Electrophysiology Study

Cardiac Electrophysiologic Studies (EPS)

An electrophysiology study (EPS) is one of the most accurate and reliable methods of evaluating heart rhythms. The procedure is performed by an electrophysiologist who will atttempt to reproduce your arrhythmia in a controlled environment and, through careful examination, determine its type and location in your heart. Most importantly, the EPS will help your physician determine the most effective treatment of your particular arrhythmia.

Prior to your EPS, you will undergo a series of tests, including blood tests and an electrocardiogram (ECG). These procedures may be performed on an inpatient or outpatient basis, depending on your particular circumstances. In some cases, you may be instructed not to take certain medications for two to three days before the EPS. Please consult with us a few days before the test to determine whether or not you should discontinue any of your usual medications. Your physician will discuss specific risks of the EPS and answer any questions you may have about the procedure.

Preparing You for the EPS Once You Arrive

The procedure is performed in a room with specialized diagnostic equipment and heart monitoring devices. In addition ot the electrophysiologist, a highly trained team of doctors and nurses will be present. You will be lying flat on a table during the procedure, which can last from two to six hours. You will remain conscious during the study, but the nurse will be giving your medication to help you relax.

Initially, the nurse wiil apply several ECG electrodes to your chest and then cover you with sterile sheets. It is important to keep your arms and hands under the sheets and remain on your back throughout the procedure because the area where the catheters are placed must remain sterile. After the sterile sheets are in place, the electrophysiologist will inject a local anesthetic (numbing medication) into your groin and/or neck where the electrode catheters (flexible wires) will be inserted. Some people will only have the catheters placed into the vein near the groin.

The anesthetic may cause a burning sensation, but it will soon numb the entire area. You should feel little discomfort while the catheters are being inserted. The electrophysiologist will use a fluoroscope which allows the physician to watch the catheters as they are guided through your veins/arteries into your heart.

During the Procedure

The catheters deliver tiny electrical impulses to "pace" your heart, triggering the same type of arrhythmia that you have been experiencing outside the hospital. During the pacing, you may feel your heart skip a beat or beat quickly. The catheters also record your heart's normal/abnormal electrical conduction. Thus, by placing the catheters in different areas of your heart, your physician can determine the location and type of the arrhythmia that your experience.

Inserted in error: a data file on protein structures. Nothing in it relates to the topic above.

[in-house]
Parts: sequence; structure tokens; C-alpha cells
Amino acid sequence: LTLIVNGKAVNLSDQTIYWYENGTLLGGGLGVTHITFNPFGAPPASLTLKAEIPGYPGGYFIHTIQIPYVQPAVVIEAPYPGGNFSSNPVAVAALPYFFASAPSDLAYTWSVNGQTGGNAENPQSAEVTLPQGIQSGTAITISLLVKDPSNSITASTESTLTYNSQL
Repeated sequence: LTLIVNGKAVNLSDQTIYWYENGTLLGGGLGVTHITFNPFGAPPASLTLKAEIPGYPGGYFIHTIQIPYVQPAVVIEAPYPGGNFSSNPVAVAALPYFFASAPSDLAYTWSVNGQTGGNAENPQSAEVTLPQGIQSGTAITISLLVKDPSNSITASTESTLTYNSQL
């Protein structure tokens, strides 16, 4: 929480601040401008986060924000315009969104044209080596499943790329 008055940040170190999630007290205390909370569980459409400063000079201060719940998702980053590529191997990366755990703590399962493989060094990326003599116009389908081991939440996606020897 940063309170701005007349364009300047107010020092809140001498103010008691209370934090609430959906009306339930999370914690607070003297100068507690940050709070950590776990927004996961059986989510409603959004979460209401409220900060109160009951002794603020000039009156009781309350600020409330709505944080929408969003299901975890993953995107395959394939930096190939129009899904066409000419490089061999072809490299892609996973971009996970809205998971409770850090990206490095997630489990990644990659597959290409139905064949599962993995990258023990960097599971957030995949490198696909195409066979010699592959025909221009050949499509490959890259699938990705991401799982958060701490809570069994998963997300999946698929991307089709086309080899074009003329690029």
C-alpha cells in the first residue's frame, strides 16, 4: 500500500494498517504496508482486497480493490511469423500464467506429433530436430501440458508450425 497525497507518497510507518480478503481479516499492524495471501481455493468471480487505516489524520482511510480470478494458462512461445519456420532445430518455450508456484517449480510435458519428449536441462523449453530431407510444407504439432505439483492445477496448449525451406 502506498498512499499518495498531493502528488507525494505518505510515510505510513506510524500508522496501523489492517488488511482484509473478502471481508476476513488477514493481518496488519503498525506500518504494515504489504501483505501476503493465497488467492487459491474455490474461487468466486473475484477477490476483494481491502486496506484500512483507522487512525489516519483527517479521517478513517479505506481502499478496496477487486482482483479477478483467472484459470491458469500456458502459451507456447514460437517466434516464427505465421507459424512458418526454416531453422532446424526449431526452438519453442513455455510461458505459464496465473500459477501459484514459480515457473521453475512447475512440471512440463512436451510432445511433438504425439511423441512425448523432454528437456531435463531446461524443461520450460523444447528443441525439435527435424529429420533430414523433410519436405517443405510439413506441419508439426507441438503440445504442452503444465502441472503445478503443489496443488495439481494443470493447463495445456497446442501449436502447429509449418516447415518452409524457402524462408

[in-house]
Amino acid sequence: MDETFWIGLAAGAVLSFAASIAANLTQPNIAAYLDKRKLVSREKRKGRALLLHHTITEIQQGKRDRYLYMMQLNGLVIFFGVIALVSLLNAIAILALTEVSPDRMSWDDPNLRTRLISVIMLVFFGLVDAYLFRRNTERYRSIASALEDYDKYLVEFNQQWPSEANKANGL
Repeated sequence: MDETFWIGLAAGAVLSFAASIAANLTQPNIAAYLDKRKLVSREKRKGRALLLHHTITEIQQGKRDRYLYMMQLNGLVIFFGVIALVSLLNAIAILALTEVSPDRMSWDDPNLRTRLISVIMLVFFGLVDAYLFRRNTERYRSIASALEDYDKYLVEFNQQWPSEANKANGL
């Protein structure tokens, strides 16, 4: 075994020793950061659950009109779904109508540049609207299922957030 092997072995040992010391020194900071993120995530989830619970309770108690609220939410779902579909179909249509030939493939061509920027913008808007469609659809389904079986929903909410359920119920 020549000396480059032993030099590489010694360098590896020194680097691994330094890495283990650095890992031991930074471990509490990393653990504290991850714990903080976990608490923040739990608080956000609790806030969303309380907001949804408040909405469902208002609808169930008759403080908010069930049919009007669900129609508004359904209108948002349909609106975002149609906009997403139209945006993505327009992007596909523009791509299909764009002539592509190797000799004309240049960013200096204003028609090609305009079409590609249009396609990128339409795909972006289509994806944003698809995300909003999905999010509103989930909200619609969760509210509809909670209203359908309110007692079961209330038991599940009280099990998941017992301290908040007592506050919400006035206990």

If the arrhythmia is produced during the study, you may feel the same symptoms you have experienced in the past. It is helpful to the medical team if you can describe your symptoms during the arrhythmia. It is important that you tell the physician or nurse immediately if you feel any palpitations, dizziness, shortness of breath or pain. Remember that you will be in an extremely controlled environment and a trained medical team is standing by to relieve your symptoms immediately, if necessary.

The arrhythmia may stop by itself, but if it persists, the electrophysiologist may try to "pace" your heart out of it by delivering electrical impulses to your heart. If a very fast arrhythmia is produced, patients my need to be "shocked" out of the abnormal heartbeat with a defibrillator--a machine that delivers an elecctrical shock through patches placed on the chest to restore the normal rhythm. Most patients do not feel discomfort from the "shock" because they often lose consciousness before the electrical shock is delivered as a result of inadequate pumping of blood to the brain during the fast heart rate.

If an arrhythmia can be triggered during your EPS, the electropysiologist my want to test a medication. After the medication is given to you intravenously, the electrophysiologist will try to reproduce your arrhythmia again. If the arrhythmia cannot be reproduced, the medication is deemed likely to be effective in controlling your arrhythmia. The procedure usually takes 1-2 hours.

After the Test

The cathethers will be removed after the EPS is completed and pressure will be applied to the insertion site for 15 minutes. You will be returned to your room, where you need to remain flat in bed for four hours following the procedure so that a clot can form at the catheter insertion site.

During this time, your blood pressure, pulse and groin site will be checked frequently by the nurse. You should keep your legs straight, as bending them can loosen the clot and cause bleeding. If you experience any numbness or tingling in your arms or legs, bleeding from the catheter insertion areas, chills, fever or chest pain, notify your nurse immediately. Patients are usually allowed to eat and drink following the procedure when lying flat in bed, but please check with your nurse.

When You Go Home

If you are able to go home after the procedure, please remember the following to ensure a quick recovery:

Stanford Medicine Resources:

Footer Links: